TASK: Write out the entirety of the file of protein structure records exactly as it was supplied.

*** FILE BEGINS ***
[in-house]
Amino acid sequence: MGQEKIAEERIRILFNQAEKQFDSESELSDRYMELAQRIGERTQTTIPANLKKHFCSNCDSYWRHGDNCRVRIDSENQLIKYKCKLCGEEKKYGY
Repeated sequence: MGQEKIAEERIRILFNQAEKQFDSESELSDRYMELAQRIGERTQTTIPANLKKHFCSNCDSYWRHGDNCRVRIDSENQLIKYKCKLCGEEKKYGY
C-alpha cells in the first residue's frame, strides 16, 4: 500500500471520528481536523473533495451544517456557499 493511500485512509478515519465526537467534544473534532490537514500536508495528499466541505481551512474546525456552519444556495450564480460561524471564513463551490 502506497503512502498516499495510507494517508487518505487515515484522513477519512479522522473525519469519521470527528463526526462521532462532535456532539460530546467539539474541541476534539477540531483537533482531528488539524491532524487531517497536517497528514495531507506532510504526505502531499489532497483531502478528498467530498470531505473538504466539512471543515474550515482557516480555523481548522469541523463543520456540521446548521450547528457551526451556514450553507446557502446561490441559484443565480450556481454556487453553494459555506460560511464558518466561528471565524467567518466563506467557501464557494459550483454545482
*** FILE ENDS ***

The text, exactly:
[in-house]
Amino acid sequence: MGQEKIAEERIRILFNQAEKQFDSESELSDRYMELAQRIGERTQTTIPANLKKHFCSNCDSYWRHGDNCRVRIDSENQLIKYKCKLCGEEKKYGY
Repeated sequence: MGQEKIAEERIRILFNQAEKQFDSESELSDRYMELAQRIGERTQTTIPANLKKHFCSNCDSYWRHGDNCRVRIDSENQLIKYKCKLCGEEKKYGY
C-alpha cells in the first residue's frame, strides 16, 4: 500500500471520528481536523473533495451544517456557499 493511500485512509478515519465526537467534544473534532490537514500536508495528499466541505481551512474546525456552519444556495450564480460561524471564513463551490 502506497503512502498516499495510507494517508487518505487515515484522513477519512479522522473525519469519521470527528463526526462521532462532535456532539460530546467539539474541541476534539477540531483537533482531528488539524491532524487531517497536517497528514495531507506532510504526505502531499489532497483531502478528498467530498470531505473538504466539512471543515474550515482557516480555523481548522469541523463543520456540521446548521450547528457551526451556514450553507446557502446561490441559484443565480450556481454556487453553494459555506460560511464558518466561528471565524467567518466563506467557501464557494459550483454545482